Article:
Well, just as I predicted Metro Transit has raised its fare and told us what it is blowing it on: NexTrip, the Laser Disc of today. The cost is $12 million semolians for a Satellite GPS system according to a Minnesota Public Radio (MPR) story on August 14, 2008. Another case of "Intelligent Transit" meaning no actual transit for the public in a continuing disturbing pattern of Metro Transit mismanagement.
You remember the laser disc of the last century, right? You could get a digital player for movies and stuff that would play a disc the diameter of a Hummer's hubcap in a player that only cost about $3,000 President Carter era dollars. All the cool kids had them. Now they are called "DVD players" and cost $29 at Walmart and you can get the little palm sized DVD discs at the tanning-booth-gas station-video-rental place on the corner for a post-Iraq $2 or at the library for free. So the question is why does my brother-in-law have a GPS device for $100 and it cost Metro Transit $12 million?
This is another case of buying the expensive tech too soon, like the GoTo RFID card that does not work very well. Metro Transit has a disturbing pattern of buying bunk technology and not delivering actual transit service. Actual transit service means putting butts in the seats and getting people to real destinations, not into cyberspace. It is likely a manifestation of "conservative government syndrome", just make transit (or any other public service) not work with incompetence or malice to demonstrate the public services are a waste of tax money.
Instead of having a big schedule stuck on the side of the bus stop and a route map the size of the 3 foot X 5 foot Captain Morgan Rum advertisement on the bus shelter, Metro Transit of Minneapolis - St. Paul will have an LED screen to tell you when the next bus is coming using satellite GPS. Would an LED screen will last more than one day at most bus shelters? That is a $12 million usability blow out. They would get more good careful attention driving the bus routes in top open Cadillac convertibles filled with $10 bills blowing out the back. To put that in perspective it is about 30+ regular sized 40 passenger buses not bought. What is more useful, more transit on the ground or broken LED screens to not tell you that the cut back bus service on your route will not come today?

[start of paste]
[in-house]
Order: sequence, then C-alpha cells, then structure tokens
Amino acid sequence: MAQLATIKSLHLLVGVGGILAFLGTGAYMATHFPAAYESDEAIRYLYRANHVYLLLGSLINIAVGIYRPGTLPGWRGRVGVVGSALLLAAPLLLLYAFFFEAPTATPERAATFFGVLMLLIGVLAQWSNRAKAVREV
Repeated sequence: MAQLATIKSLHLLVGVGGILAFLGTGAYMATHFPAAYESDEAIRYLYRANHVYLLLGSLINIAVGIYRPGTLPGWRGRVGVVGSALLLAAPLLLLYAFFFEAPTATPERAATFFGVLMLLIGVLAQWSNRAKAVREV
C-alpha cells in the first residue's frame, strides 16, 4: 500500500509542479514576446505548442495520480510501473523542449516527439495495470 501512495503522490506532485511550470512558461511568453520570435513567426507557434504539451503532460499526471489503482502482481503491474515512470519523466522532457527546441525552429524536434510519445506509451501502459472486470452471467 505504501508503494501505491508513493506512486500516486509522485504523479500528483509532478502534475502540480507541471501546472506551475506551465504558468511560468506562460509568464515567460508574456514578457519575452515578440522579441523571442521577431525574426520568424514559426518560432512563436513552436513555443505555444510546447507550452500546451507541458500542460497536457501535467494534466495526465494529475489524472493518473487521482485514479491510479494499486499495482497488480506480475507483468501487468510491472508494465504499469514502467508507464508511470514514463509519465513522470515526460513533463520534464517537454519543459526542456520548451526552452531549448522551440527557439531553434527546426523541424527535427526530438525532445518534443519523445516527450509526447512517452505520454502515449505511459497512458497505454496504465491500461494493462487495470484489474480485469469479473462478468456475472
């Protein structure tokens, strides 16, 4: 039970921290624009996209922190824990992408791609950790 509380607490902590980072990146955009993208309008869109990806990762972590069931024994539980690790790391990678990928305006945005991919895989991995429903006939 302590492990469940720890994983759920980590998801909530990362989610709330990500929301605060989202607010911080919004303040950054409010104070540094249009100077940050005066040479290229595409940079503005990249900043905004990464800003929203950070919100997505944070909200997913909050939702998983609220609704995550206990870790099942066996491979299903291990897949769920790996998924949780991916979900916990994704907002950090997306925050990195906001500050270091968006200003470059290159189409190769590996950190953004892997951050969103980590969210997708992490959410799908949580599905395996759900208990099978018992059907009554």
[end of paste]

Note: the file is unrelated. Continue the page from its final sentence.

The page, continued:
Or you can easily use your Blackberry or somehow your cell phone, traverse a website or a phone tree (with plenty of advertising sandwiched in no doubt,) and if you already have the number on speed dial or can afford the cell phone internet fee you could find when a bus is coming after 5 or 6 minutes of poking at little keys on your little micro hand held device. Real handy, I would guess the current number of users per day I could count on my fingers, maybe add the pinky toe on one foot.
Now there are some benefits to blowing the $12 million, they may be able to track real time where routes fall behind, yet with the financial deficits they create from buying tech too early resources for solutions will be non-existent for the problems found. I can see it now, a four inch snowfall puts the realtime GPS system in chaos with dozens of late and full routes but the only 3 "reserve" buses can't leave the terminal because there is no snow removal budget and they are plowed in by the city.
Oh, yeah, now they can do "Google Transit" on the internet which is better than the awful transit route finder Metro Transit had but $12 million is a lot for a web site that is not used that much. When most people need information about transit they are in transit on the street or rail station, that is why rail modes have good maps in the stations and on the train cars. Again, I raise a basic point in many of my transit articles: Why are bus based systems so far behind the basic usability level of train modes when train systems have shown how to do it with proper transit stops, maps and schedules for many decades.
Well, how about hire one person to make large maps and schedules using some newfangled technology called "desktop publishing". As part of the regular maintenance on the bus shelters post large route maps on the side of bus shelters with the schedules in large font. Also post large route maps inside the buses, just like trains. A test of the usability of large maps on a couple routes would be very cheap to verify designs and implementation. Gee, then people would know when the bus would come, what routes intersect, where intersecting routes go and how to navigate the transit network. Maps would cost just a few percent of the $12 million bucks and maybe there would be enough left over to add some transit service so people will be able to actually use the transit system now that they know where it goes. An LED screen just tells you the bus is not here yet, it does not tell where it goes, what other routes intersect or the full schedule.
How many people will figure out how to get a bus when there are large route maps and large schedules stuck on the side of a bus shelter vs. using a Blackberry or navigating a phone tree off in the ether? I would hazard a $12 million buck bet on one of the options, which one would you pick?
Transit Usability Articles